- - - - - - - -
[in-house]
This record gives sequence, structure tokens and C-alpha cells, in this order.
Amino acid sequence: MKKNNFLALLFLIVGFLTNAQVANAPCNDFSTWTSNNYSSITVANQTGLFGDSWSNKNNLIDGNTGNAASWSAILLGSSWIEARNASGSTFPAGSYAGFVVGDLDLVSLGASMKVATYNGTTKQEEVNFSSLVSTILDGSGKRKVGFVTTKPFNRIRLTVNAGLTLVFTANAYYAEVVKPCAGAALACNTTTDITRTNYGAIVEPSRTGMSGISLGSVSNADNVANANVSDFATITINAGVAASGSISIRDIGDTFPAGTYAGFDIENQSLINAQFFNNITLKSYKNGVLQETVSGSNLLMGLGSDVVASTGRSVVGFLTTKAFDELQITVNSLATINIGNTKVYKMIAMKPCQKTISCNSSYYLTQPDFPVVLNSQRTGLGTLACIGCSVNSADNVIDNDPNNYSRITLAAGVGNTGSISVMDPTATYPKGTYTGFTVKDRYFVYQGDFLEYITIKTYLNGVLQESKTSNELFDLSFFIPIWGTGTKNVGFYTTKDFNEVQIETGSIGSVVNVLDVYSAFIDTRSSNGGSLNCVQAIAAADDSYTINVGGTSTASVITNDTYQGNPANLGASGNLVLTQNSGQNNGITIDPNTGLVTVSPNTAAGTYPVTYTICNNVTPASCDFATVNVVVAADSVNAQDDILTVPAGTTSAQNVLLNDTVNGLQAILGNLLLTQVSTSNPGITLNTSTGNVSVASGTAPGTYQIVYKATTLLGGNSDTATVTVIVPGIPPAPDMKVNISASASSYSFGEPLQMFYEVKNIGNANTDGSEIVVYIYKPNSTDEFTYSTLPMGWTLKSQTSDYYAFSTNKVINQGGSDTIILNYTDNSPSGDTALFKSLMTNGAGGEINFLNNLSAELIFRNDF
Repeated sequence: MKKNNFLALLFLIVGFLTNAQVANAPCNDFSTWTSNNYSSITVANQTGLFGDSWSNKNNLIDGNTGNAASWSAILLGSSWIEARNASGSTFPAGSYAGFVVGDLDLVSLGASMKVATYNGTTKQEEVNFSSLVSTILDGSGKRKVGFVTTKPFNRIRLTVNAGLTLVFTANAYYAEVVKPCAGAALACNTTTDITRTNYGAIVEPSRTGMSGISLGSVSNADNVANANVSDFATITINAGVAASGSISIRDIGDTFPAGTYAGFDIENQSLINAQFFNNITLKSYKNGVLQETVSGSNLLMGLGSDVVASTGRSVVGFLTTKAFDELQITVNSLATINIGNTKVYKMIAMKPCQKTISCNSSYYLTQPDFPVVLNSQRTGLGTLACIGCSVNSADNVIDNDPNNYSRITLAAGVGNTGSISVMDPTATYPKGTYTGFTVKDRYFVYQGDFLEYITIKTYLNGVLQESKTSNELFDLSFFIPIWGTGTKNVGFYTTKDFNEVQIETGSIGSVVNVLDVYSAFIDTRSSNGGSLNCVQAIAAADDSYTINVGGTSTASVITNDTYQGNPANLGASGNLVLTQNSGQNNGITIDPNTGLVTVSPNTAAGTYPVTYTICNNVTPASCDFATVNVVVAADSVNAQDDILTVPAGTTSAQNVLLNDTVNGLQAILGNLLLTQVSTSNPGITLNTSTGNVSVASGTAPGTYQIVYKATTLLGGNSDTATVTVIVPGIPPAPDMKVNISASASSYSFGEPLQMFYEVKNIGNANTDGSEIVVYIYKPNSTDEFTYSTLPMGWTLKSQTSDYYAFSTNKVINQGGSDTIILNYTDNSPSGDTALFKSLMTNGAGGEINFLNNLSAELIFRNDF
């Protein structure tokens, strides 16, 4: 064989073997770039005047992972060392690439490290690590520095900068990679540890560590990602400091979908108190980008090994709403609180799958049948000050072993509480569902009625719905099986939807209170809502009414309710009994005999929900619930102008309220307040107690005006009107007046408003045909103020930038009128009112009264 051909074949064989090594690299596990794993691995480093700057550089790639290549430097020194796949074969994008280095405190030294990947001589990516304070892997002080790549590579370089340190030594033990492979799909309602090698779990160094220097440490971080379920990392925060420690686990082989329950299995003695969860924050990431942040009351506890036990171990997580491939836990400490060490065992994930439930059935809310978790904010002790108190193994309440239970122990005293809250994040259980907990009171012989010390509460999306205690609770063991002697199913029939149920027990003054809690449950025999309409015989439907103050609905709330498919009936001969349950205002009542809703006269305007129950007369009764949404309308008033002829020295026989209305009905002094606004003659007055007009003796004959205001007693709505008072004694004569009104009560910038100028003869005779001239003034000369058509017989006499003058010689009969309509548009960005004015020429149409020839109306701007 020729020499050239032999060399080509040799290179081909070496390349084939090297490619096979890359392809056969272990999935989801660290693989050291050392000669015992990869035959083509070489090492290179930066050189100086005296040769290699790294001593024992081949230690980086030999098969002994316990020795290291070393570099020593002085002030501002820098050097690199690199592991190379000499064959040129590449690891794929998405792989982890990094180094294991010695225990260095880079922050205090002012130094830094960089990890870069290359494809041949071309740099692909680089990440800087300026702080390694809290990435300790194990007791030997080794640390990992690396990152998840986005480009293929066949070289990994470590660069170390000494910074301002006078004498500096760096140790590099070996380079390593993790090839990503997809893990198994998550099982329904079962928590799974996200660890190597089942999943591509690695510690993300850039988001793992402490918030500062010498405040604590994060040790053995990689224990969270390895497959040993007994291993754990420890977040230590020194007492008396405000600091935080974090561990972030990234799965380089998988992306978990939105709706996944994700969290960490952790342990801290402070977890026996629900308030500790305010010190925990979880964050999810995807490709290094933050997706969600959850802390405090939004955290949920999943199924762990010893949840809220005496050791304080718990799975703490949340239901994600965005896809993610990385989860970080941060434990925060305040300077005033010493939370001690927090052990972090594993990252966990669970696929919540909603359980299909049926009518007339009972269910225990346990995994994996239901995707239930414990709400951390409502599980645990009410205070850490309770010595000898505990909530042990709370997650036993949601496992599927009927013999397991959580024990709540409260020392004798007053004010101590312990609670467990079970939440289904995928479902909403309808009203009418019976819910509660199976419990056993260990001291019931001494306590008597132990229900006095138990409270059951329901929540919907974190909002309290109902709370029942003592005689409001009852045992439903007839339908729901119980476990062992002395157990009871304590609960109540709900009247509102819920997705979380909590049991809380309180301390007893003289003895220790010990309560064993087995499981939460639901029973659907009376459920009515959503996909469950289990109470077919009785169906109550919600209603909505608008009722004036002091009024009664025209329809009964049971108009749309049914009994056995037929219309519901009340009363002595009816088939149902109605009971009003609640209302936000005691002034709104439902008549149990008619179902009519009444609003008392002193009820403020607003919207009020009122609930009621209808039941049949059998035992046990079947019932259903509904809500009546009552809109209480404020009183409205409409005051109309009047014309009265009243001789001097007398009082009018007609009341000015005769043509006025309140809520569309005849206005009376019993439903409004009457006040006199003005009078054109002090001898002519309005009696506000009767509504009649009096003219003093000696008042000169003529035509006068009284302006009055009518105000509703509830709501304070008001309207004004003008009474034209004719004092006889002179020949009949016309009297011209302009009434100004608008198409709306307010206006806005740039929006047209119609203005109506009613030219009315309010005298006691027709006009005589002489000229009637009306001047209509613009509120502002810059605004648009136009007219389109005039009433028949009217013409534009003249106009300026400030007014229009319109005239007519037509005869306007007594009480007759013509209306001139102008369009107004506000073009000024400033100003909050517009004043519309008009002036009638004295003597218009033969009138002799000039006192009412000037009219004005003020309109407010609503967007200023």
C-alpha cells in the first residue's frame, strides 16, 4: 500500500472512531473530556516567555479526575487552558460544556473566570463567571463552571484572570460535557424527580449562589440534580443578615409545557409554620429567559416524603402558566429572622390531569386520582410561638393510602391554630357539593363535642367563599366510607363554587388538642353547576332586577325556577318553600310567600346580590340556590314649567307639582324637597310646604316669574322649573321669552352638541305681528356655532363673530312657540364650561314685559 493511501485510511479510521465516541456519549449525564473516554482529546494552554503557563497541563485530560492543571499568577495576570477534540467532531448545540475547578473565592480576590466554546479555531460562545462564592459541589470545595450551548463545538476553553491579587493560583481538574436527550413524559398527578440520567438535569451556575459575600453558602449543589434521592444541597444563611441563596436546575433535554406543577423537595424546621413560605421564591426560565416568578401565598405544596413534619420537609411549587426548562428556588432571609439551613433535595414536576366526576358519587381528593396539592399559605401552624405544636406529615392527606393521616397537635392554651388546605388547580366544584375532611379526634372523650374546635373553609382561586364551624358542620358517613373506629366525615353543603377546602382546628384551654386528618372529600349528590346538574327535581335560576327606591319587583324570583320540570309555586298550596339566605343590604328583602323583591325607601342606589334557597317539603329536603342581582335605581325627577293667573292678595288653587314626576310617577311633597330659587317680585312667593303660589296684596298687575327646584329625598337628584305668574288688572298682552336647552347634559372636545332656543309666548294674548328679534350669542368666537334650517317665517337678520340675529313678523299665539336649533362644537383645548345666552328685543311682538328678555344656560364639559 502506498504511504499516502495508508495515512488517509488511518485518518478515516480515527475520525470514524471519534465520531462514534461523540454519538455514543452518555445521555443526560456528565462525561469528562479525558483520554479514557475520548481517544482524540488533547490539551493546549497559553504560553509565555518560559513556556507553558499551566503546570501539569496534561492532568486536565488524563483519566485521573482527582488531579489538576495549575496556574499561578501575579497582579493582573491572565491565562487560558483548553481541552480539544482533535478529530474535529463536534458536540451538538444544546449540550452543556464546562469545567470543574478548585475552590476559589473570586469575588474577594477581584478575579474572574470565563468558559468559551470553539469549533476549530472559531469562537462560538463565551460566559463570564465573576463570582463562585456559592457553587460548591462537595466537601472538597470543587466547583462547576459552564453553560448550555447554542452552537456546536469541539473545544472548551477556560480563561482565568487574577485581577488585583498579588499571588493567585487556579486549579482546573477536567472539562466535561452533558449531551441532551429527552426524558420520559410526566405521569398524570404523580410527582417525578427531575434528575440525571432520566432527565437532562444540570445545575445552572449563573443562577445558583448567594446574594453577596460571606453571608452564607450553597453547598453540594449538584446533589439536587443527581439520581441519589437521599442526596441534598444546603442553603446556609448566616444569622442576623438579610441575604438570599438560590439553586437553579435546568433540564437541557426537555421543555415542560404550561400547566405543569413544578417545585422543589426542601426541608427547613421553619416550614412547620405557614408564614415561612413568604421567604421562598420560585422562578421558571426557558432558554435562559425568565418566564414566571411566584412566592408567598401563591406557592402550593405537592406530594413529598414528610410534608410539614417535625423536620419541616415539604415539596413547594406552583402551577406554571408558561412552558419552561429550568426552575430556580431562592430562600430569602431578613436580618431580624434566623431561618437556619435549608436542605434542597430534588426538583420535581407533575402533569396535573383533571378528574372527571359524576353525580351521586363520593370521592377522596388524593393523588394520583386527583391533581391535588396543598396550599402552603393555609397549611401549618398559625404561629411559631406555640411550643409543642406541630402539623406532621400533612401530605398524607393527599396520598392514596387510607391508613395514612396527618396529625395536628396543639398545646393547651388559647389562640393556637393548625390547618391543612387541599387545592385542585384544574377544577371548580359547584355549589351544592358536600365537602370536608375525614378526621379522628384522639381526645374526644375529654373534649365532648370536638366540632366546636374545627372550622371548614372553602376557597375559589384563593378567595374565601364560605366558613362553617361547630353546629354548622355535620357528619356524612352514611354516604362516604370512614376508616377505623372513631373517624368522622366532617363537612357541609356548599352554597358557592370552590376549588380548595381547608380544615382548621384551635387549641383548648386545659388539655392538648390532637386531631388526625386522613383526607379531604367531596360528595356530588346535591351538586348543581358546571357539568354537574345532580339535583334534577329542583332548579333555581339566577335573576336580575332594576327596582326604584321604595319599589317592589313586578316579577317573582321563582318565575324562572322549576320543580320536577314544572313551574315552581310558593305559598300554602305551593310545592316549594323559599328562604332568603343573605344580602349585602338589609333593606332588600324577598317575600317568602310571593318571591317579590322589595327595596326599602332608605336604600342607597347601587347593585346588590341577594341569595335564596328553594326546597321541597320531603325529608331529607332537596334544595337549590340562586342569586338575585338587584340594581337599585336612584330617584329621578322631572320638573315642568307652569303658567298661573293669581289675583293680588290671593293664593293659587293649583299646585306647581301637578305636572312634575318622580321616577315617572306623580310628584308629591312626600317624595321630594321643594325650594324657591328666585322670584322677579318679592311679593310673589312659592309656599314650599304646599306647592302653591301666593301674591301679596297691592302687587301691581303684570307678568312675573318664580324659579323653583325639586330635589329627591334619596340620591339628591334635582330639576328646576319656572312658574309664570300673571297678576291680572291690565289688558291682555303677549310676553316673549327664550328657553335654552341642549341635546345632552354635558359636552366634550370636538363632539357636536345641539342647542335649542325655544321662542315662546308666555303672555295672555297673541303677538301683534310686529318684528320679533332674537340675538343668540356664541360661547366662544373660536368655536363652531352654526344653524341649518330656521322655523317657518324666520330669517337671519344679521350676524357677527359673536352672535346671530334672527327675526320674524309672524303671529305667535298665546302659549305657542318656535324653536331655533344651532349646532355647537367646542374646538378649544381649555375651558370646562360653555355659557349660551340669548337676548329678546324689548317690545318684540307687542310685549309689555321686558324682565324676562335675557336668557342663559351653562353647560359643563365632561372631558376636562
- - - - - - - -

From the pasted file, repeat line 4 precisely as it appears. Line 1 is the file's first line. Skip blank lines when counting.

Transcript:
Repeated sequence: MKKNNFLALLFLIVGFLTNAQVANAPCNDFSTWTSNNYSSITVANQTGLFGDSWSNKNNLIDGNTGNAASWSAILLGSSWIEARNASGSTFPAGSYAGFVVGDLDLVSLGASMKVATYNGTTKQEEVNFSSLVSTILDGSGKRKVGFVTTKPFNRIRLTVNAGLTLVFTANAYYAEVVKPCAGAALACNTTTDITRTNYGAIVEPSRTGMSGISLGSVSNADNVANANVSDFATITINAGVAASGSISIRDIGDTFPAGTYAGFDIENQSLINAQFFNNITLKSYKNGVLQETVSGSNLLMGLGSDVVASTGRSVVGFLTTKAFDELQITVNSLATINIGNTKVYKMIAMKPCQKTISCNSSYYLTQPDFPVVLNSQRTGLGTLACIGCSVNSADNVIDNDPNNYSRITLAAGVGNTGSISVMDPTATYPKGTYTGFTVKDRYFVYQGDFLEYITIKTYLNGVLQESKTSNELFDLSFFIPIWGTGTKNVGFYTTKDFNEVQIETGSIGSVVNVLDVYSAFIDTRSSNGGSLNCVQAIAAADDSYTINVGGTSTASVITNDTYQGNPANLGASGNLVLTQNSGQNNGITIDPNTGLVTVSPNTAAGTYPVTYTICNNVTPASCDFATVNVVVAADSVNAQDDILTVPAGTTSAQNVLLNDTVNGLQAILGNLLLTQVSTSNPGITLNTSTGNVSVASGTAPGTYQIVYKATTLLGGNSDTATVTVIVPGIPPAPDMKVNISASASSYSFGEPLQMFYEVKNIGNANTDGSEIVVYIYKPNSTDEFTYSTLPMGWTLKSQTSDYYAFSTNKVINQGGSDTIILNYTDNSPSGDTALFKSLMTNGAGGEINFLNNLSAELIFRNDF